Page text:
The original scan for this article is at:
New York Evening World, April 26, 1911, page 2:


Musical  Telephone  Instruments  Blaze  Up  as  Soon  as  It's  Turned  On--Broadway  Blocked.

    Fire in the office of the United States Telephone Herald on the fourth floor of No. 132 West Thirty-fourth street at the luncheon hour to-day blocked traffic on Broadway in the shopping district for over half an hour.
    No. 132 is next door to the Herald Square Hotel, only a few doors from Broadway, and close to several of the city's largest department stores. There was a good deal of excitement among the clerks and shoppers, and a call was sent in to the West Thirtieth street station for extra police to hold the lines, which extended to Broadway.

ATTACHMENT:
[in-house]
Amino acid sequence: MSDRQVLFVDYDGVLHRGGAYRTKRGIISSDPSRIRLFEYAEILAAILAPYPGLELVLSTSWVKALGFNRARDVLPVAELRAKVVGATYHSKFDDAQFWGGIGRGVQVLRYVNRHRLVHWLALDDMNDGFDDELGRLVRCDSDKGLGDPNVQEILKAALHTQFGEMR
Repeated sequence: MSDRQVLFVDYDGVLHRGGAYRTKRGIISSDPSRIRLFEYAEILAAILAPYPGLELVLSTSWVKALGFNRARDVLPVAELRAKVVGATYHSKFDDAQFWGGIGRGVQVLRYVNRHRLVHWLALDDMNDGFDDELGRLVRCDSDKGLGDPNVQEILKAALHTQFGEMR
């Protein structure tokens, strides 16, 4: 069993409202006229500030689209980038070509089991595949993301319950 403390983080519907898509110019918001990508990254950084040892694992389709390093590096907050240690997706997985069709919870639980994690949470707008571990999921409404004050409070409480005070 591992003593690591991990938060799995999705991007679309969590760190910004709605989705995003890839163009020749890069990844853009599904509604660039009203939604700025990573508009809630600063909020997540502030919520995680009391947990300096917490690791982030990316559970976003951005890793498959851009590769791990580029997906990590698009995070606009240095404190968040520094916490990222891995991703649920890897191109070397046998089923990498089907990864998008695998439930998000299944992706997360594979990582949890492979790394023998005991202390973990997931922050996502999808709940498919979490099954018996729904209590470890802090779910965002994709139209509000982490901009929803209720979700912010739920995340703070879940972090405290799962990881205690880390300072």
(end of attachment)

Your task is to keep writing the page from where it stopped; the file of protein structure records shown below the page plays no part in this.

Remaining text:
The United States Telephone Herald is a corporation that furnishes musical compositions to subscribers over the telephone. In response to a call, A. E. Memmert, the chief engineer, had just turned on a song called "I'm All Alone," when there was a flare and an explosion and the woodwork of the instruments caught fire from the defective insulation. Memmert didn't wait to see if "I m All Alone" had been properly connected, but yelled "Fire!" and ran for an alarm box.
    The fire was put out with little trouble and the damage is reckoned at about $50.